Interspecies: A Judge in Albany Meets with a Southampton Piping Plover

Piping Plover on the beach
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I believe there has been a meeting between the leader of the endangered piping plover birds of eastern Long Island and a group of three judges up in Albany.

I can’t exactly prove it. The meeting was surely held in secret. But there is considerable circumstantial evidence on the table. Remember you read this first in Dan’s Papers.

The topic of the meeting was driving on the beach. And the goal was to put an end to that activity in two specific locations, Picnic Beach in Southampton and Truck Beach in Amagansett. It is at these two places that particularly on Saturdays in the summertime, people drive 4x4s onto the sand and proceed to surf cast, have picnics, go swimming and sunbathing and generally have a good time. In large numbers.

Pressure on the judge and on the leader of the piping plovers has been building in recent years, brought to their attention by homeowners who, more than a century after locals began using the beaches, built beachfront homes facing this problem on Saturdays in the belief that someday they could persuade somebody, man or beast, to make it illegal for people to engage in that horrible activity directly in front of their patios and decks.

It must be said that each of these beaches poses a different problem for certain reasons. One reason is their names. Although people do the same thing on both beaches, the activity is deemed “Truck” on one beach and “Picnic” on the other. What might be an easier accomplishment because it’s Truck Beach, is, in fact, a tougher accomplishment when you’re dealing with Picnic Beach.

The other reason is that the two beaches are in different jurisdictions. Truck is in East Hampton. Picnic is in Southampton. So there are different bureaucrats to deal with in each.

Thus, the meeting.

I believe it took place in March. By that time, legal action against the town of East Hampton had been brought by the people whose homes face Truck Beach, saying a lapse in the transfer of a deed 100 years ago nullified the town’s right to have vehicles on their beach. In the lower courts, the town had prevailed. But now there was this higher court in Albany to which the matter had been appealed to a five-judge panel. The matter was hanging in the balance.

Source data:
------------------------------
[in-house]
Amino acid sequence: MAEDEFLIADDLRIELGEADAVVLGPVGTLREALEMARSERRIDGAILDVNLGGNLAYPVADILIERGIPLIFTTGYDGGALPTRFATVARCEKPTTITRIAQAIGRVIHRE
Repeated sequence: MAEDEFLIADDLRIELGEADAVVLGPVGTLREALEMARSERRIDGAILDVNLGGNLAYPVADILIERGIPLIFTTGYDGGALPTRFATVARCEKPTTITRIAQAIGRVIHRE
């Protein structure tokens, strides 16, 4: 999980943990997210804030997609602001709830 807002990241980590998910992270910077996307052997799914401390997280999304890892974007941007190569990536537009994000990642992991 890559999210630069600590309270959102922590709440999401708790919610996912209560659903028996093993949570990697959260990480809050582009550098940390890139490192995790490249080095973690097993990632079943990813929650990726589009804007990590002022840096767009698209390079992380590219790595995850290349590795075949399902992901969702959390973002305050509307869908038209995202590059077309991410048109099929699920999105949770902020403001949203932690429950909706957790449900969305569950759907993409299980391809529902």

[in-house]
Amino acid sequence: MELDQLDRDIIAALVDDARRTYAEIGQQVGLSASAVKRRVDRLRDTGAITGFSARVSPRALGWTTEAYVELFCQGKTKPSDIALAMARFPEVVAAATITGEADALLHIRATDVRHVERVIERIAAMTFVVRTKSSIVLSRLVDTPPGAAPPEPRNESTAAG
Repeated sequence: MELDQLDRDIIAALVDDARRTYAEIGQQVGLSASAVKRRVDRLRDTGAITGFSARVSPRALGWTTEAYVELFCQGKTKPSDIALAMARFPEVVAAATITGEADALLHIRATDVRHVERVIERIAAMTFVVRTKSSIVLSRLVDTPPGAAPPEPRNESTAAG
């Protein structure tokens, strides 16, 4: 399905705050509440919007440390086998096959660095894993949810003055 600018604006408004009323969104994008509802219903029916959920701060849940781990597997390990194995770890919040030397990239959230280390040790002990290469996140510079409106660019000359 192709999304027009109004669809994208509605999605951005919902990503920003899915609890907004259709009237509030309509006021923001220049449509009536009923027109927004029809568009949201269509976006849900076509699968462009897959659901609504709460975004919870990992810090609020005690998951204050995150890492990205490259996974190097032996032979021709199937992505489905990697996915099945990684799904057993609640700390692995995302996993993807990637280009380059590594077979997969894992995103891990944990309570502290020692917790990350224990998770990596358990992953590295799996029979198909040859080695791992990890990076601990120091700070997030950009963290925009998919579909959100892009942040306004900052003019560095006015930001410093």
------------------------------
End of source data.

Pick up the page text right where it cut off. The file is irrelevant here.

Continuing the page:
We have one page of the transcript of this meeting. It is labeled page 5. And it washed up on the beach in Sagaponack the other day, wet and faded but still legible.

Judge: “We’re about to overrule the lower court rulings. Trucks will no longer be allowed on this beach in Amagansett.”

Plover: “Cheep, cheep cheep?”

Judge: “It’s all in how you read that hundred-year-old deed. Lower courts had ruled that the local people in East Hampton still have the right to that beach for carts and vehicles and trucks from an original patent from the king of England in 1882.”

Plover: “Cheep?”

“We don’t read it that way. So trucks will not have the right to go on that beach anymore.”

“Cheep, cheep, cheep!!”

“What can you do? We need your help in Southampton. Telling the locals they can’t have family picnics there is not going to fly. And we don’t have any lawsuit anybody has brought up. That’s why we wanted to talk to you, er, people.”


“Hold your horses. I’m about to tell you. Of course you know the law about endangered species and how they need to be protected.”


“Anywhere along the beach where you folks build a nest to hatch and then raise your young, the environmentalists build fences around it to keep humans away and thus protect you.”


“What we want you to do is build a nest at the head of the entry road to Southampton’s Picnic Beach.

“Cheep, cheep.”

“There’s only this one spot where the trucks go on the beach and get off. It’s at—where is it, Marty?—Jimmy Aery Way just before the end of the peninsula. We’d like you to get some volunteers among you plover people to go out and build some nests there. The environmentalists—they’re all over the place—will put up a snow fence all around. It will block the trucks trying to get out there to, er, picnic. Can you do that?”



“Cheep, cheep, cheep?”

“No, there is no compensation for this. No birdfeed. No moola. Just think of it this way: If you can block the entrance to the beach there, and we can get East Hampton to put a sign up at the Truck Beach entrance, we will be on our way to getting all the vehicles off all the beaches where people who built houses later can not have to look out at trucks. Or picnics. Kapeesh?”


“Yeah, right away. It’s March.”

“Cheep, cheep, cheep, cheep, cheep!!”


* * *

So there you have it. Two weeks ago, the Town of East Hampton put up a sign at Truck Beach saying no driving on the beach. Then last week, environmentalists put fencing up around three couples and their newly hatched eggs in their nests at Picnic Beach in Southampton, with signs posted on the fencing warning people not to enter because the area’s breeding birds, nests and eggs are protected under federal law (16 U.S.C. 703). The sign read: “Persons may be arrested and fined for killing, harassing or in any way disturbing these birds.”

Offenders in East Hampton Town can be fined up to $25,000 or serve up to six months of jail time.

This is a triumph. The first known collaboration between those on the top of the food chain and those about three-quarters of the way down. Yes. You read this in Dan’s Papers first.

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